Consistency Counts

If I had to identify one characteristic which makes one person a better shooter than another, it would be consistency. The two other contributors to good shooting, attitude and confidence, are both derivatives of consistency. Without consistency, all else fails.

Consistency starts with good, clean equipment. Your musket, carbine or pistol should be kept clean and in excellent working order. If you haven't used it for a while, pull it out of wraps and check for rust. And clean it.

Consistency continues with a load you have developed that produces the best group your particular weapon can shoot. It takes a lot of work to find the best recipe for your piece, but the result will be better shooting through consistency. Try different bullet types and weights; if your barrel is more than 30 inches long, you might try using FF instead of FFF powder. Then, when you find a load that shoots 3 inch groups or less at 50 yards, you reached a good starting point. A consistent load means identical powder charges measured with a powder measure, not a scoop. A consistent load means bullets with weights with-in 3 or 4 grains of each other, and we're talking a 500 grain bullet here. Consistent loads, made up of well cast bullets and identical powder charges, are a key ingredient in consistent shooting.

A clean weapon, shooting identical loads round after round, needs a consistent sight picture every shot. Regardless of your sight structure, to be a good shooter you need to a consistent sight picture every time. This is actually the first time athletic ability; hand-eye coordination to be specific, plays a role. Anyone has the ability to craft excellent loads and possess a clean, well-maintained weapon.

Practicing your sight picture at home is easy. If you have a place where you can go and snap caps without injuring anyone else, try and snap 30 or 40 caps a week. Please remember safety. Don't snap caps around pets or the unprotected eyes and ears of friends or family. Most of us can find a time and a place suitable for practice. The key to snapping caps for practice is to hold a consistent sight picture every time, and practice squeezing of each shot evenly.

How many times have you heard a good shooter say a particular shot was high to the right, or low to left, or somewhere else off line? A good shooter knows when he pulls the trigger what his sight picture was, and therefore knows where that shot went. The reason he knows is because he knows his musket was clean, he knows he's shooting consistent loads, and the controlling variable therefore was his sight picture.

Holding a steady aim and squeezing off consistent shots is an easily acquired athletic skill, much easier than crosscourt backhands or sand trap shots to master. Weekly cap snapping, combined with actual target shooting once a month, will lead to improved performance in about four months. And the longer and more you practice, the better you can get.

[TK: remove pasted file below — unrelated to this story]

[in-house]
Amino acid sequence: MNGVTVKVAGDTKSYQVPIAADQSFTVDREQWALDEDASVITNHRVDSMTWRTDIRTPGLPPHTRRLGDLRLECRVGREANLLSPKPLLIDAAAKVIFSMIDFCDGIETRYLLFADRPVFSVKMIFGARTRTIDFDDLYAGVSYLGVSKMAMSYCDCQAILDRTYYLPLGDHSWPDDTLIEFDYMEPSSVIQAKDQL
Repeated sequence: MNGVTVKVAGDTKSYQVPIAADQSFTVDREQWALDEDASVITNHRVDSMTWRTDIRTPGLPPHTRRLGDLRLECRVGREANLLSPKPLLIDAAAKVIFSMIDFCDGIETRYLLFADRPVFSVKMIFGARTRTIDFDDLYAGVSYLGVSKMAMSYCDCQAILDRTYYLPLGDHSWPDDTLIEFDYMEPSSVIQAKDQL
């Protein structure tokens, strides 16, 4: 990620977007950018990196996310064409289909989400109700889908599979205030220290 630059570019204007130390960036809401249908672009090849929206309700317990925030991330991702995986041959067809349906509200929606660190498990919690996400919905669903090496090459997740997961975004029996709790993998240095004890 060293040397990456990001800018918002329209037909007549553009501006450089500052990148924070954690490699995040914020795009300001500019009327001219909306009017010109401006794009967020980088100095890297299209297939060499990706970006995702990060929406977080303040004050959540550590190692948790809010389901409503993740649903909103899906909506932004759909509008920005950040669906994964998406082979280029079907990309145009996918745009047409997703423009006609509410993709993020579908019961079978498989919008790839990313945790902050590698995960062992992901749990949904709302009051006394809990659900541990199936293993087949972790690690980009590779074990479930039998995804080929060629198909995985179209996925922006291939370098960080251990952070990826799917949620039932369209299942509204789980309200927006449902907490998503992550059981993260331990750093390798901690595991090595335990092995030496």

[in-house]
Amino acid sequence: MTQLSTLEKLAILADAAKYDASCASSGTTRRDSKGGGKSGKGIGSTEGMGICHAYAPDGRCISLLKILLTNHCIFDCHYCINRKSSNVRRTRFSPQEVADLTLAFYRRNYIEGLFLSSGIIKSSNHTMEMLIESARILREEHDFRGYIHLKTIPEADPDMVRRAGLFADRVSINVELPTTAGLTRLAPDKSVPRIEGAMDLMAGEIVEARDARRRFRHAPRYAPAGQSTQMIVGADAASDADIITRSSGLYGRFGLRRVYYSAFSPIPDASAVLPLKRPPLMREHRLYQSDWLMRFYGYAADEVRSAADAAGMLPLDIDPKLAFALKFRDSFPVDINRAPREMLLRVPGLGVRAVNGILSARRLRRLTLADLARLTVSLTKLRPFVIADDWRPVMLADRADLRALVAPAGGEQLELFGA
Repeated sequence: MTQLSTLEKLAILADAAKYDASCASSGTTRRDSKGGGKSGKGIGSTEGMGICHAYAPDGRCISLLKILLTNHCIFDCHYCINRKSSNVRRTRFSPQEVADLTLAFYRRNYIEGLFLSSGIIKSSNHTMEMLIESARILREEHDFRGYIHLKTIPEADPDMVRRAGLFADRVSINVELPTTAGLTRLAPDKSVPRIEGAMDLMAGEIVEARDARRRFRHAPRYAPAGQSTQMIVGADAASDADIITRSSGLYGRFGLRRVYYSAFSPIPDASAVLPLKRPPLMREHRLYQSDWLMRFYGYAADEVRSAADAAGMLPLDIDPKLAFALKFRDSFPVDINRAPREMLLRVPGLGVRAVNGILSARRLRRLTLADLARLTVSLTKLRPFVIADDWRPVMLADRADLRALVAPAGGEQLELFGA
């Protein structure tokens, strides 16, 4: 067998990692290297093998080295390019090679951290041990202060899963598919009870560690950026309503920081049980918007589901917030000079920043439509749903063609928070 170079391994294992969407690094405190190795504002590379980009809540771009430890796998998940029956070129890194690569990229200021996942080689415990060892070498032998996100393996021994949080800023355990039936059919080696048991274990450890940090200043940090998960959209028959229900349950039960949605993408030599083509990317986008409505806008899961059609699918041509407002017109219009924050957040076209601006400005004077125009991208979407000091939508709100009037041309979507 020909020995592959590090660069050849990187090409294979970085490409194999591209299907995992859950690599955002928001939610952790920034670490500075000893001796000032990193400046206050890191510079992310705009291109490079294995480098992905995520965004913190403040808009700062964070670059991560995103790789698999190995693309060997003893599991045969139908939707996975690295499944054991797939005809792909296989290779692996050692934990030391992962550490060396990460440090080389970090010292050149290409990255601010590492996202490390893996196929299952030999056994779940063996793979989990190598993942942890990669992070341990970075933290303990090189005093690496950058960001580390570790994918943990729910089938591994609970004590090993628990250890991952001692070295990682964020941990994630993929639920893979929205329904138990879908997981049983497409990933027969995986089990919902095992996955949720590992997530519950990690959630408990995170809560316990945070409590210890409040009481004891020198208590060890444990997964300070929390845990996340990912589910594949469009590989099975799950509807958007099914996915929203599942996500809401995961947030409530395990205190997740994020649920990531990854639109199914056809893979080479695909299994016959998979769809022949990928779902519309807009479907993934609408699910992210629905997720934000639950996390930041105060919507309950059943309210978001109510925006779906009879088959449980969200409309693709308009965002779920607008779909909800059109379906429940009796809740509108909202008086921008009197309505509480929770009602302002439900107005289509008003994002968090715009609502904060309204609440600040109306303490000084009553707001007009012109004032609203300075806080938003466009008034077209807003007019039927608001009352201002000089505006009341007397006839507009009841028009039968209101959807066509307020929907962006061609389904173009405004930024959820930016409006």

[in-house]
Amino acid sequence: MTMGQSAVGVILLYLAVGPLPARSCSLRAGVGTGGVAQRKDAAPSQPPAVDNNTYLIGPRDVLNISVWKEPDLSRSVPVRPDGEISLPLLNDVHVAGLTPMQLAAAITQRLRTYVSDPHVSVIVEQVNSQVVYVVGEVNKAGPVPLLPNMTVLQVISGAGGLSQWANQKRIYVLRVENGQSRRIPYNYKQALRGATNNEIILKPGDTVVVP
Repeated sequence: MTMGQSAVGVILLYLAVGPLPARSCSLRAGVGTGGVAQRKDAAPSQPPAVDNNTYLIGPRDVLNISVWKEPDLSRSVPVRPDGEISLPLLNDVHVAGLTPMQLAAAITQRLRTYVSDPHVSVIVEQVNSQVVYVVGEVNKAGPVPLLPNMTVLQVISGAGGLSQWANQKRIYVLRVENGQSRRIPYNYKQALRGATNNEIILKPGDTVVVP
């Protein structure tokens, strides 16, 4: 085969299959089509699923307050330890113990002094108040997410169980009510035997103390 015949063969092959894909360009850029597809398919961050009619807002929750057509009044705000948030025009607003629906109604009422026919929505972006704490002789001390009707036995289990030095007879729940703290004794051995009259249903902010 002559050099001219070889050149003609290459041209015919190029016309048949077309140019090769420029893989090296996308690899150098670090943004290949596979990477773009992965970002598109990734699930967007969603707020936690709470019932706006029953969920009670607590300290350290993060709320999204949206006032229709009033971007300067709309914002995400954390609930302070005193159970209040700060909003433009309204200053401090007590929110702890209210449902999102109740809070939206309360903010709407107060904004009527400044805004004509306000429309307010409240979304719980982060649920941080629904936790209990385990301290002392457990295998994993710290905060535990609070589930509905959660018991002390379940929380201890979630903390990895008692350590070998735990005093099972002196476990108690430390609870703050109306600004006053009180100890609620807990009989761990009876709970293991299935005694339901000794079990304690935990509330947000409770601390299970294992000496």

A consistent stance is also important. If you hold your weapon differently each shot, each shot will travel differently. Find a comfortable, balanced stance and learn to raise your loaded weapon into that position each time. Here again, experimentation and practice are necessary.

Having developed consistent loads and the ability to hold a consistent sight picture, you will need to develope a consistent attitude. Chances are, if your shooting is inconsistent then so is your attitude. This is where actual shooting practice comes in. You are going to be a better shooter, if you follow these steps, before you know you are better. Live practice will demonstrate your improved ability. Once I developed better loads, etc., it took me a while to develope a better, more consistent attitude. Usually, my concentration fails somewhere between the first and tenth shot, and I have a very noticeable half-inch hole out in the 5 or 6 ring. Well, the other day I was competing at the Territorial and shot 5 times at a target and couldn't see one darn hole. In a temporary departure from my newly acquired consistent attitude, I wondered where in the heck I was shooting. A quick perusal through my spotting scope showed five holes in the black and reinstated my new attitude. The point is, it will take longer to develope and cling to consistent mental habits then it will to develope consistent physical habits. This takes us to our last point - confidence. Confidence can only come after consistency and attitude. If you do everything well, and your attitude is such that you know you have prepared and you know you can succeed, confidence will follow.

You need to start on the physical part now, and the mental part will be slowly reinforced and eventually will become habitual.

After you begin to develope more consistent habits, each errant shot should be analyzed. Was the sight picture what it should have been? Were you really concentrating on that shot? Did you change your lead? Is your powder measure properly set? And before you know it, you will be one of those good shooters who calls his errant shots correctly before he unshoulders his gun, because you will have consistency and the proper attitude and confidence. Until the next time, shoot safely and have fun.

(c) 1991 by Tom Kelley
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